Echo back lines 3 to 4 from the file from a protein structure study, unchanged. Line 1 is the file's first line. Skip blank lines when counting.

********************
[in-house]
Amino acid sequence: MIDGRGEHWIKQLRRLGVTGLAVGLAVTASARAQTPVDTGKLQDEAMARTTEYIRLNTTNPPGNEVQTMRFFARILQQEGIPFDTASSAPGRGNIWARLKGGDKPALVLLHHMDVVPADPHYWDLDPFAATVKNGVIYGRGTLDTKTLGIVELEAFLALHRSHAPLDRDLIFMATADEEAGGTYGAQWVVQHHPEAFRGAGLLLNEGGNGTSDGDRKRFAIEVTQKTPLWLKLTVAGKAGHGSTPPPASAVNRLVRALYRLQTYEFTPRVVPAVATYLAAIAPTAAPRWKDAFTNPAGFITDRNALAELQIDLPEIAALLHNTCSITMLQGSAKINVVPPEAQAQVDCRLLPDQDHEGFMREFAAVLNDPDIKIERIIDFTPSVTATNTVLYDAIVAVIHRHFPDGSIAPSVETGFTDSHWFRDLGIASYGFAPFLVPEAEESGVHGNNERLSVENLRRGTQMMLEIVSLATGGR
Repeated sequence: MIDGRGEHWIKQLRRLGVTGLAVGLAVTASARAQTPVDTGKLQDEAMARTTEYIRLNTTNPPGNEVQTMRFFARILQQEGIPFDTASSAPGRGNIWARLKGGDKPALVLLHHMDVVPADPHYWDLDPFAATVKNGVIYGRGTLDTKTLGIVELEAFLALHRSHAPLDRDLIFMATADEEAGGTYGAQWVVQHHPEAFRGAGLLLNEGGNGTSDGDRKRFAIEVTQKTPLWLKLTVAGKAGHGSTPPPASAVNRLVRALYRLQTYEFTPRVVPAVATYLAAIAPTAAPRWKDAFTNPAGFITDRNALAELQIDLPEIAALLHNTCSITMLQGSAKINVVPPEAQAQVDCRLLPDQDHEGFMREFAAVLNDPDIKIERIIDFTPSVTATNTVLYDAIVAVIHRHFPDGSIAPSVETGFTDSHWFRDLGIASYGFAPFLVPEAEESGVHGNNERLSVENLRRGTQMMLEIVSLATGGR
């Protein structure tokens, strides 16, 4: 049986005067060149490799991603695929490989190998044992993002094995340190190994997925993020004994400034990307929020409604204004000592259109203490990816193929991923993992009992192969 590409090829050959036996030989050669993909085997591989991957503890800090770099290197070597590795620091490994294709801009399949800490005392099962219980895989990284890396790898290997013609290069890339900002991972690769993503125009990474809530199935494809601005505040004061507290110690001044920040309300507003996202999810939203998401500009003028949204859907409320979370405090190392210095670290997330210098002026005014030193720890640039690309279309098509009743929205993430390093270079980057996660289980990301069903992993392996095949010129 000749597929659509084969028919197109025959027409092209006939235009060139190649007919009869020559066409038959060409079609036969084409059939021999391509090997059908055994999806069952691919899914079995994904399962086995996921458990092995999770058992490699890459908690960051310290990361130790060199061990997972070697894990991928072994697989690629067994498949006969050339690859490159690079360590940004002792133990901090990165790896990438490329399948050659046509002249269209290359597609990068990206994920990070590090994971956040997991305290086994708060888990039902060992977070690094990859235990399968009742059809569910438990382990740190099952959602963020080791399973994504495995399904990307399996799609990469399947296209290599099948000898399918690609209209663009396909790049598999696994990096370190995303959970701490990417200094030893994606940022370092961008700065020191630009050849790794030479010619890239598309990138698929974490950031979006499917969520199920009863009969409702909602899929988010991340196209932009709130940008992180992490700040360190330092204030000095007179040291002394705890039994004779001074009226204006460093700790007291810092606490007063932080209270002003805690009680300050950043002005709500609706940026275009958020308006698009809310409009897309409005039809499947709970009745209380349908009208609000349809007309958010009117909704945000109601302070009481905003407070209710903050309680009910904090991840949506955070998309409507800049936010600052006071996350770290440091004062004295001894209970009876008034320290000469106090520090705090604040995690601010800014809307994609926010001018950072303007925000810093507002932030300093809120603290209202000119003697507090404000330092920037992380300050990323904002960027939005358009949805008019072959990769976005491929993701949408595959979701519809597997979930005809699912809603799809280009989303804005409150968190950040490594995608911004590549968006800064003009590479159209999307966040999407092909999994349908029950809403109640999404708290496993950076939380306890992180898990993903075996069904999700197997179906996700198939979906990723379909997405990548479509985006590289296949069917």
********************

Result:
Repeated sequence: MIDGRGEHWIKQLRRLGVTGLAVGLAVTASARAQTPVDTGKLQDEAMARTTEYIRLNTTNPPGNEVQTMRFFARILQQEGIPFDTASSAPGRGNIWARLKGGDKPALVLLHHMDVVPADPHYWDLDPFAATVKNGVIYGRGTLDTKTLGIVELEAFLALHRSHAPLDRDLIFMATADEEAGGTYGAQWVVQHHPEAFRGAGLLLNEGGNGTSDGDRKRFAIEVTQKTPLWLKLTVAGKAGHGSTPPPASAVNRLVRALYRLQTYEFTPRVVPAVATYLAAIAPTAAPRWKDAFTNPAGFITDRNALAELQIDLPEIAALLHNTCSITMLQGSAKINVVPPEAQAQVDCRLLPDQDHEGFMREFAAVLNDPDIKIERIIDFTPSVTATNTVLYDAIVAVIHRHFPDGSIAPSVETGFTDSHWFRDLGIASYGFAPFLVPEAEESGVHGNNERLSVENLRRGTQMMLEIVSLATGGR
């Protein structure tokens, strides 16, 4: 049986005067060149490799991603695929490989190998044992993002094995340190190994997925993020004994400034990307929020409604204004000592259109203490990816193929991923993992009992192969 590409090829050959036996030989050669993909085997591989991957503890800090770099290197070597590795620091490994294709801009399949800490005392099962219980895989990284890396790898290997013609290069890339900002991972690769993503125009990474809530199935494809601005505040004061507290110690001044920040309300507003996202999810939203998401500009003028949204859907409320979370405090190392210095670290997330210098002026005014030193720890640039690309279309098509009743929205993430390093270079980057996660289980990301069903992993392996095949010129 000749597929659509084969028919197109025959027409092209006939235009060139190649007919009869020559066409038959060409079609036969084409059939021999391509090997059908055994999806069952691919899914079995994904399962086995996921458990092995999770058992490699890459908690960051310290990361130790060199061990997972070697894990991928072994697989690629067994498949006969050339690859490159690079360590940004002792133990901090990165790896990438490329399948050659046509002249269209290359597609990068990206994920990070590090994971956040997991305290086994708060888990039902060992977070690094990859235990399968009742059809569910438990382990740190099952959602963020080791399973994504495995399904990307399996799609990469399947296209290599099948000898399918690609209209663009396909790049598999696994990096370190995303959970701490990417200094030893994606940022370092961008700065020191630009050849790794030479010619890239598309990138698929974490950031979006499917969520199920009863009969409702909602899929988010991340196209932009709130940008992180992490700040360190330092204030000095007179040291002394705890039994004779001074009226204006460093700790007291810092606490007063932080209270002003805690009680300050950043002005709500609706940026275009958020308006698009809310409009897309409005039809499947709970009745209380349908009208609000349809007309958010009117909704945000109601302070009481905003407070209710903050309680009910904090991840949506955070998309409507800049936010600052006071996350770290440091004062004295001894209970009876008034320290000469106090520090705090604040995690601010800014809307994609926010001018950072303007925000810093507002932030300093809120603290209202000119003697507090404000330092920037992380300050990323904002960027939005358009949805008019072959990769976005491929993701949408595959979701519809597997979930005809699912809603799809280009989303804005409150968190950040490594995608911004590549968006800064003009590479159209999307966040999407092909999994349908029950809403109640999404708290496993950076939380306890992180898990993903075996069904999700197997179906996700198939979906990723379909997405990548479509985006590289296949069917």